In a culture where consumerism causes the selling point to be about me, myself, and I, I’ve come to face the fact that as a believer, Jesus is not a capitalist. And before you get upset, this is not a position paper on capitalism. Hear me out. Even within our church culture around the world, we’ve begun to build ministries that entice this generation with what we can do for them. We pick churches because we like the community, or the children’s ministry, or the style of worship, and there’s absolutely nothing wrong with that in and of itself.
But I want to propose a thought. What if we, as a church, are building Christians that are not Biblical?!
I’ve recently noticed a trend in Christian worship songs. When I was growing up, most of the songs were solely about the glorification of Jesus. They were songs directly written to Jesus. I’m not knocking the modern worship movement, which I love, but I’ve noticed that the writing has changed. More and more, worship songs are about what Jesus did for ME, and how He blessed ME, and how He loves ME. I even heard a popular worship song with the lyrics, “…we are a mighty generation.” It seems as though worship is becoming less and less about Jesus and more and more about us in relation to Jesus. We have somehow become the main focal point in our worship.
Even sermons are becoming less and less about dying to self and coming alive to Christ. A lot of the popular sermons that I hear now, can be summed up with hard hitting one liners about how to fulfill one’s purpose in life. Our preachers have become amateur untrained pop psychologists who weekly spit out rhetoric about figuring out how to make our personal lives amazing and bearable.
When did our Christianity become about fulfilling our purpose in life? Our whole life is to be called according to HIS purpose (Romans 8:28). Quite often as believers, our heart-felt desires to fulfill a personal mandate in life must be nailed to the cross for the benefit of God’s purpose and plan in the earth. I know this is hard for our generation to believe, but sometimes God will call you to do something that sucks or doesn’t fulfill you on a personal level. The fulfillment of our life should be derived in the pleasure of God. Now, calm down, because I’m sure by this part of the blog, you’re thinking about stoning me. But check this out…
Almost everyone that God calls in the scripture seems to be the most unqualified and uncomfortable person ever. Gideon explains to God what a punk he is. Mary explains how young she is. Moses explains what a bumbling fool he is. John the baptist explains to Jesus how unworthy he is to baptize Jesus. And the list goes on and on. I think our generation has to come to grips with the fact that our life is most fulfilled when His purpose is fully accomplished through our lives.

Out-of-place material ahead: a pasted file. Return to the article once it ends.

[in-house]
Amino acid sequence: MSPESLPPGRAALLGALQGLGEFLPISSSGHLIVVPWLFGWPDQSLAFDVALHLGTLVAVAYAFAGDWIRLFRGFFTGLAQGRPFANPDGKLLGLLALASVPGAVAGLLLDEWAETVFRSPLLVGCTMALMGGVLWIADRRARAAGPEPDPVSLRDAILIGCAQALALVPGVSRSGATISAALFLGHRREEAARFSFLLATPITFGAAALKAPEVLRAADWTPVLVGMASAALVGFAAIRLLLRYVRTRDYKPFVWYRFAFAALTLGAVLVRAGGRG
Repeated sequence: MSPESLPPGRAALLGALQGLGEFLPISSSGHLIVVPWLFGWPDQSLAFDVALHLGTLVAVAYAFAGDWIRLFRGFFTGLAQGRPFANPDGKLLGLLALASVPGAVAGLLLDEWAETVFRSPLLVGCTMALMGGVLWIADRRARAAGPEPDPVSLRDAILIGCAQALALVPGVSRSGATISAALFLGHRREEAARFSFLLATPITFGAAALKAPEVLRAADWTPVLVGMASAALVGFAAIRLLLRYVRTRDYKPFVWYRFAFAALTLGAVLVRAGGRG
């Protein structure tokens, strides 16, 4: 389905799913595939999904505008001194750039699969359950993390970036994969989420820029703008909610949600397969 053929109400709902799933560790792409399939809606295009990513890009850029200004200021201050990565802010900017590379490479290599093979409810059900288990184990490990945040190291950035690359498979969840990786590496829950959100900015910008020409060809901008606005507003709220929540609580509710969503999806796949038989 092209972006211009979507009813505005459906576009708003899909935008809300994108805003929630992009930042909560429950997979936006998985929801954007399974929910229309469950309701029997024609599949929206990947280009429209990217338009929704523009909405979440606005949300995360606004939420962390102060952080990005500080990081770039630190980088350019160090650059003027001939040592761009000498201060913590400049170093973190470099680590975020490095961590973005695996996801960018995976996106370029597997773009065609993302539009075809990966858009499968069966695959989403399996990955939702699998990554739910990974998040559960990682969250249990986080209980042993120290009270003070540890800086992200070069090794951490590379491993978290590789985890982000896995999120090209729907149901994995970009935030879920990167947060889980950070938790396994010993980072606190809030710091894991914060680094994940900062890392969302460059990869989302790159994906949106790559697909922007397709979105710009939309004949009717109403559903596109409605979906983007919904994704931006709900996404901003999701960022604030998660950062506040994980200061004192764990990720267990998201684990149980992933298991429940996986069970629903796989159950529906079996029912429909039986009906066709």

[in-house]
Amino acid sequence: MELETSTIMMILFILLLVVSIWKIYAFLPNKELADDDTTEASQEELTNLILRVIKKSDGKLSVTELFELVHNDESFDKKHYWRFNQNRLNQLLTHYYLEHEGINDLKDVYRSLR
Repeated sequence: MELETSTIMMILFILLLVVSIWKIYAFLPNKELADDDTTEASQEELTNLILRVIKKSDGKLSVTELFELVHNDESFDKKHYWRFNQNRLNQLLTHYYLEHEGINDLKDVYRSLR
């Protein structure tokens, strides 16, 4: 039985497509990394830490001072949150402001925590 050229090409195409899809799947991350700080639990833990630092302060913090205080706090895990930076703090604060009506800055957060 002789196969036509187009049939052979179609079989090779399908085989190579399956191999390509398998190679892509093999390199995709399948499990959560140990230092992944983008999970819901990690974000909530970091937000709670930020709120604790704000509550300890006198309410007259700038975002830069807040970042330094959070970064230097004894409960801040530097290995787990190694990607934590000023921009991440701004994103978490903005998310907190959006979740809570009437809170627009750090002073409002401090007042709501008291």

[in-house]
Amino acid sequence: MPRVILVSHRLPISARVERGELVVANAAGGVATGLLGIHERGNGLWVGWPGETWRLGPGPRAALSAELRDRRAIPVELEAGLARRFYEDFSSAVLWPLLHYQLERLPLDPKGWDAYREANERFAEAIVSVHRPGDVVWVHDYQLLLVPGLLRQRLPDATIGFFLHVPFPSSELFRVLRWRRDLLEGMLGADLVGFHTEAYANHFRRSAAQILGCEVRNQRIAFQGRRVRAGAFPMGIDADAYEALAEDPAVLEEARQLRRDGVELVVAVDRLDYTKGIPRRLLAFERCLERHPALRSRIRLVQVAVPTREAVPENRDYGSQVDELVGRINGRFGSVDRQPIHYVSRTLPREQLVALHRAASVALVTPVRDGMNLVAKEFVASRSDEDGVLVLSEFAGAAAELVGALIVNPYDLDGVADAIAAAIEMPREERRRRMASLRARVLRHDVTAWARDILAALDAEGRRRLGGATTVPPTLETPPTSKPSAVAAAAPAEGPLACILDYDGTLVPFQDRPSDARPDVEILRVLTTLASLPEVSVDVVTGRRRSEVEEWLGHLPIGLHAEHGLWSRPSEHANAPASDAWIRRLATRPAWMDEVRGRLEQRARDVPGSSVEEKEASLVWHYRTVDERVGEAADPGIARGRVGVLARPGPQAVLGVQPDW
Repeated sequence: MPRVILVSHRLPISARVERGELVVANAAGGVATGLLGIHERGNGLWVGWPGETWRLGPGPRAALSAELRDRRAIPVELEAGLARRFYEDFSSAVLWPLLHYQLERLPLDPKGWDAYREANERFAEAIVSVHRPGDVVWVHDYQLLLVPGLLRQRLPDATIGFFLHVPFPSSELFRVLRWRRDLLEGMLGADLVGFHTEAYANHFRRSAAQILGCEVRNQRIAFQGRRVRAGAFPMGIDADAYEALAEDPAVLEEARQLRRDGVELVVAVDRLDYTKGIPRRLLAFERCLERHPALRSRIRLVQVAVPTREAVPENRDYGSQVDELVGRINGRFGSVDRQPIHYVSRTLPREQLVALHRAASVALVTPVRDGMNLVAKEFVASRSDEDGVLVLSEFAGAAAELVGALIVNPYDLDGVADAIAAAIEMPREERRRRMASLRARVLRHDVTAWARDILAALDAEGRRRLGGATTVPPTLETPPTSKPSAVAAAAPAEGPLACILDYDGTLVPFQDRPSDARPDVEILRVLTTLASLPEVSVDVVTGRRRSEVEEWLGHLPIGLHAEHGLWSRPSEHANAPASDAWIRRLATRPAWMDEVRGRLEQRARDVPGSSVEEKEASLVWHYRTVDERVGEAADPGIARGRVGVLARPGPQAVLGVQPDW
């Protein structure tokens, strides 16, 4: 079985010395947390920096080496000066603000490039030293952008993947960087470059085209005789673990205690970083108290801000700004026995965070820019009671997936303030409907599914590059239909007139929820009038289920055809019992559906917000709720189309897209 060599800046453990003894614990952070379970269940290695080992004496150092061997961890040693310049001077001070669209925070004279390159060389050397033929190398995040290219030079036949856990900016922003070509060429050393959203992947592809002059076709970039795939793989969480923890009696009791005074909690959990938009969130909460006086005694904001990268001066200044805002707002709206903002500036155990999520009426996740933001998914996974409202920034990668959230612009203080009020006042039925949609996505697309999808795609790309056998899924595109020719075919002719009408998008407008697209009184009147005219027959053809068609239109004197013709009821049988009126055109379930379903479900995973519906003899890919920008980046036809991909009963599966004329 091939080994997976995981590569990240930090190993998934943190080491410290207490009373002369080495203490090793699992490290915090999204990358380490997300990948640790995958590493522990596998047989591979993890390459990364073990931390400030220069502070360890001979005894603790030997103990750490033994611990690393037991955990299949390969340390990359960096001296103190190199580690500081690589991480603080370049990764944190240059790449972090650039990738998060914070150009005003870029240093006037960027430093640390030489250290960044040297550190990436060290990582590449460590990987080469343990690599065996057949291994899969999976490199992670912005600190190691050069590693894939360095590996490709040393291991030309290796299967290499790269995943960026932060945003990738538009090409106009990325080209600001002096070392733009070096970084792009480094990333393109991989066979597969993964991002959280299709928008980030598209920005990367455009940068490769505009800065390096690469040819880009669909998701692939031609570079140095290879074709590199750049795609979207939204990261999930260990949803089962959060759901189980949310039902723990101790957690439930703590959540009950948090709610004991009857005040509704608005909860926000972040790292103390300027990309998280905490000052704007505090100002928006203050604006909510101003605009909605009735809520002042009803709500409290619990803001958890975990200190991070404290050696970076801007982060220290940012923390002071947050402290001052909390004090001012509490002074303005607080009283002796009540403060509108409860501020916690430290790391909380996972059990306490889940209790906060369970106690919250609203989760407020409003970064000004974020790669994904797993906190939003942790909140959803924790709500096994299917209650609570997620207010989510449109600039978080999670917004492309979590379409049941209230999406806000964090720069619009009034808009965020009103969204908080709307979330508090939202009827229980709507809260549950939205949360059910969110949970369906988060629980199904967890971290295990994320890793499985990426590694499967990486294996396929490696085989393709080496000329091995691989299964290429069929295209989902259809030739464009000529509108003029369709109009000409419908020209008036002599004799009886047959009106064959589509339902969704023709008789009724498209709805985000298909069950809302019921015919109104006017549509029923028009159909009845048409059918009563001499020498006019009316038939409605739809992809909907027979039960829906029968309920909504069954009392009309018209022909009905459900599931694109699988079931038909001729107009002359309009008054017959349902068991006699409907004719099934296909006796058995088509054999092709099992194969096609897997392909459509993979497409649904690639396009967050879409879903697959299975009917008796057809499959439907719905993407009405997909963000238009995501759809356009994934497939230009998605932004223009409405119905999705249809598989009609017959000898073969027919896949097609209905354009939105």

In coming to the realization that this life is only a vapor in the span of eternity, I have to ask myself, is my personal fulfillment really priority?! If I knew then what I know now, I would do high school all over again. Why? Because in high school I was consumed with peer pressure, hanging out, and enjoying momentary fun. After having been an adult, I realized that I could’ve made so much more of my high school career. I realize that life is bigger than my high school years, and even though I did alright, I could’ve done so much better if I had a bigger perspective. The same is true in life. In perspective to eternity, life is so small. This life is not and can not be about me. It has to be about something more.
I want to challenge you. What areas in your life do you need to die to? What sacrifices do you need to make, in order to see God’s kingdom established in your life? Maybe it’s a career or academic situation. Maybe it’s a relationship or material thing. Whatever it is, I encourage you from eternity’s perspective to realize that your sacrifice is not in vein. As you continue to build God’s kingdom, and deny yourself, heaven’s history books will speak well of you.
Don’t miss your opportunity to make your life all about God.